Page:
Fritz Schwend, at whose house Barbie's wife was
staying, had declared that if B.K. came back, "she would be taken care of." But
I wanted to sleep in a bed, not on a chair at the airport, which was stifling.
"Give me a revolver," I said, "if you're so scared something will
happen to me. I can take care of myself."
The policemen refused, and so
I had to spend the night on a bench in a glass-enclosed office next to theirs.
On Friday morning, February 3, in the company of my guardian angels, I
boarded an Air France Boeing.
In spite of the early hour it was
barely 7 A.M. my young friends from the LICA were at Orly to meet me. I
allowed myself a few minutes' relaxation with Arno and Serge, then began
buzzing around the apartment like a bee, for the problem of keeping my men's
clothes clean was in the back of my mind during my trips, as they were sloppy
by nature. Probably people have wondered: "What does she think about while she
is chasing those ruthless Nazis all over the world?" Perhaps my strength lies
in thinking about just such problems of getting home within a week or Arno
won't have any clean undershorts, or Serge will go out every day in dirty shoes
because I'm not there to shine them, or what can I find for Arno to do next
Sunday afternoon, or oh dear! I left the laundry ticket under the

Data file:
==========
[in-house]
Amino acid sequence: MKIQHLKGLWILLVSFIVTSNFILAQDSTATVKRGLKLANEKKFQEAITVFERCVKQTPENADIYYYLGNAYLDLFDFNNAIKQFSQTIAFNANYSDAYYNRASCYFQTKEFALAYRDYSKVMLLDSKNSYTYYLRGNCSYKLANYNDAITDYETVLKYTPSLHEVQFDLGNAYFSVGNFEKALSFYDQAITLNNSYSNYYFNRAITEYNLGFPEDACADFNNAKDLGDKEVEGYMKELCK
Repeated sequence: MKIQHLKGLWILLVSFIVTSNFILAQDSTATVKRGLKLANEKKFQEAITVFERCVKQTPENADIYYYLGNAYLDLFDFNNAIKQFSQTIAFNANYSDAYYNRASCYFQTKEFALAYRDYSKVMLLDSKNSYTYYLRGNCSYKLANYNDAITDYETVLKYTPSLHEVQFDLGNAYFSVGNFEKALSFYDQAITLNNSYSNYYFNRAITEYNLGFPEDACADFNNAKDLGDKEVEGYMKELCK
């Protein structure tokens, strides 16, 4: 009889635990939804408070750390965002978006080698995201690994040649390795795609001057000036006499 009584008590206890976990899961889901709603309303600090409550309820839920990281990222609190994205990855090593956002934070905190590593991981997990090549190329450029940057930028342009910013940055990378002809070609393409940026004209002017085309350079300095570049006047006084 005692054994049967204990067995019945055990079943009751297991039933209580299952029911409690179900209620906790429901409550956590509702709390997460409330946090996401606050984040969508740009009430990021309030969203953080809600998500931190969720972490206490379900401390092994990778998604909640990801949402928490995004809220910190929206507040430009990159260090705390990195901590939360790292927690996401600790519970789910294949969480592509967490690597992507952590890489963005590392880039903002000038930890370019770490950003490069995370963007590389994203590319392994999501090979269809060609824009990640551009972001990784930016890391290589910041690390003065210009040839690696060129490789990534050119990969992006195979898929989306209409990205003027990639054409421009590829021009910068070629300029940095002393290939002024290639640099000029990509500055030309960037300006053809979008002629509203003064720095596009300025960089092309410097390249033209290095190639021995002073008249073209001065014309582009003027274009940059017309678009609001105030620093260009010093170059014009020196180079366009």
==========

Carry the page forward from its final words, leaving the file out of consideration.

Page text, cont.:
television set, and Raissa won't be able to find it, etc. Now I could catch up
with all those things, and I was overjoyed. Usually I manage to stay away from
home for only two or three days, but this time I had been gone for over a week.
I telephoned Ludolph for an appointment, necessary because Greminger
needed several pieces of information without delay and wanted me to get them
for him. A long time ago I had scheduled a lecture before the Strasbourg B'nai
B'rith for Monday night. I could take a 3 A.M. train after it, and be in Munich
early Tuesday morning, February 8. Ludolph agreed.
Ludolph called me back and told me that the French military tribunal was giving
me a respite. The Foreign Ministry in Bonn had asked him to meet with two
French magistrates beginning on Monday. We kept our appointment nevertheless,
for I had just learned that Barbie had been arrested for fraud; a government
development agency claimed he had swindled it out of twenty thousand francs. If
only those few Bolivian leaders were